7th September 2015
Should you place your bets on the St Leger Day adage as a sure-fire tactic for investment returns? Not always, urges Fidelity Personal Investing.
With the famous St Leger Day race-taking place on Saturday, 2 September, Fidelity Personal Investing analysed the returns for the FTSE All Share between 1 May and 1 September since 1995.
It found positive returns between these dates in 11 out of 21 years meaning investors would have lost money if they had been out of the market, disproving the theory of selling over the summer.
|FTSE ALL SHARE||1995||1996||1997||1998||1999||2000||2001||2002||2003||2004|
|Return (1st May – 1st Sep) %||-14.47||-1.65||-8.98||-17.93|
|Did the adage work?||No||No||No||Yes||Yes||No||Yes||Yes||No||No|
|FTSE ALL SHARE||2005||2006||2007||2008||2009||2010||2011||2012||2013||2014||2015|
|Return (1st May – 1st Sep) %||-0.13||-0.99||-6.51||-2.09||-9.61||-10.15|
|Did the adage work?||No||Yes||Yes||Yes||No||Yes||Yes||No||No||No||Yes|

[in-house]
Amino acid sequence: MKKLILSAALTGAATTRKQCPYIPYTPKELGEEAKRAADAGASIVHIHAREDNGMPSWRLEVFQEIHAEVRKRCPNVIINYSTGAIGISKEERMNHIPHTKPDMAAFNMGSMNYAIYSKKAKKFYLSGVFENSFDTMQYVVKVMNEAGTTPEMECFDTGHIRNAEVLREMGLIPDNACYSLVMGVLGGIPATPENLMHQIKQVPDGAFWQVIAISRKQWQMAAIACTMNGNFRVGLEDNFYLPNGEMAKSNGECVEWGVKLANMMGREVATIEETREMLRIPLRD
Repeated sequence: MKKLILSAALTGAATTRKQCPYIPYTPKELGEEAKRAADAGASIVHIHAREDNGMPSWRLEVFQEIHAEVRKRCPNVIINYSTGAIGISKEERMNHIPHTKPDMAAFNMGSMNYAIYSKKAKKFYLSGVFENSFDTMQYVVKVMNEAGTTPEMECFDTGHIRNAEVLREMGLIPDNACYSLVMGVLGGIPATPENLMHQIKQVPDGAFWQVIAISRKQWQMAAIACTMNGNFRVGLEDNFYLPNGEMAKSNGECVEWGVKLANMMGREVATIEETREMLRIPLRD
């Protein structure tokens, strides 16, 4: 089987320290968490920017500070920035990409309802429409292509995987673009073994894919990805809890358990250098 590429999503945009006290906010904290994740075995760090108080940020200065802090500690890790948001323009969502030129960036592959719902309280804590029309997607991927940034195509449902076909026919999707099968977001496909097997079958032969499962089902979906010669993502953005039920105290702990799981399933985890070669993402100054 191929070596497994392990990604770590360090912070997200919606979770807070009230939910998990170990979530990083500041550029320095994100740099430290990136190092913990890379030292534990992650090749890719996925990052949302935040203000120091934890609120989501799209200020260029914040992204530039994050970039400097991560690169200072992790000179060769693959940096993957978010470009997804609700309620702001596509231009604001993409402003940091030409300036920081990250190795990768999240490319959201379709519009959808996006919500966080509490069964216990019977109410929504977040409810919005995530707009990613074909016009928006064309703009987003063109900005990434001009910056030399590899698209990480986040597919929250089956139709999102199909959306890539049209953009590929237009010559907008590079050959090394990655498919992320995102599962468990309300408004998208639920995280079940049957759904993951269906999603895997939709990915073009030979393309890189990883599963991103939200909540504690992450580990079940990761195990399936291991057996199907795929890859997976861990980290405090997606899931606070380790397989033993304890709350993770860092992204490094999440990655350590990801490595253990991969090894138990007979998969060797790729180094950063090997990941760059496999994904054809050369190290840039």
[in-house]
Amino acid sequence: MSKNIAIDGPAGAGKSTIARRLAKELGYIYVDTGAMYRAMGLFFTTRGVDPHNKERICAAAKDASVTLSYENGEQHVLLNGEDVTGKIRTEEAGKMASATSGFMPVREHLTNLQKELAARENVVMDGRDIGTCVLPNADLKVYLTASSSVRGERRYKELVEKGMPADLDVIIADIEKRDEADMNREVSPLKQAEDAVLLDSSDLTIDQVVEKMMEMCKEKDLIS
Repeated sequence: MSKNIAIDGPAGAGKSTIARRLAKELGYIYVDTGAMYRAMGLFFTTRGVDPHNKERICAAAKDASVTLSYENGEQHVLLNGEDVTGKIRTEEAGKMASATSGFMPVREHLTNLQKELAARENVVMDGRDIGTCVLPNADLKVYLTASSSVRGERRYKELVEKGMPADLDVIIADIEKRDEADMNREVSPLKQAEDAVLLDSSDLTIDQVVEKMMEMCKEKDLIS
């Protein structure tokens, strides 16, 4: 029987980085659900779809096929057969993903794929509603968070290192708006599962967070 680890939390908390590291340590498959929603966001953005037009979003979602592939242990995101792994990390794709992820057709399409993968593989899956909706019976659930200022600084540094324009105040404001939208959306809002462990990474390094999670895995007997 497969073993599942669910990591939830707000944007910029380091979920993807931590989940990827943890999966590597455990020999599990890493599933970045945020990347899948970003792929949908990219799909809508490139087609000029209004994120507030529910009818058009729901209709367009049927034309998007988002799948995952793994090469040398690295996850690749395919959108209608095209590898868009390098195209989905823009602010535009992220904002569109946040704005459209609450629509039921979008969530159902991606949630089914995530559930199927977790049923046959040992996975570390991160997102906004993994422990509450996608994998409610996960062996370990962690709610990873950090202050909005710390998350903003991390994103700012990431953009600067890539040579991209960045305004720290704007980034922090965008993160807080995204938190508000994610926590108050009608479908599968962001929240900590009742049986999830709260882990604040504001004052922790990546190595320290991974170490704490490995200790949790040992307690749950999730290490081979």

Tom Stevenson, investment director, Fidelity Personal Investing said: “The St Leger Day adage is a bit of a non-starter. Our figures show it is totally hit and miss since 1995 and investors would have been left out of pocket 11 out of 21 times.”
While this summer may have been a classic Sell in May year. All around the world, investors who sat out the May to September period will be celebrating due to China’s stock market crash and the problems in Greece. Stevenson however warned that in volatile times doing nothing is often the best approach, especially when some of the best days in the market can often follow hot on the heels of the worst days.
The costs of trading in and out of the market should also be taken account of – frequent dealing is costly.
“It is very difficult to foresee whether we are in the early stages of a real bear market, or coming to the end of a short-term correction. Either way, investors need to remember that blind faith in an old adage and being out of the market could mean missing out on strong performing days which can have a significant impact on your returns. Far better to focus on your long-term saving goals and stay invested,” he added.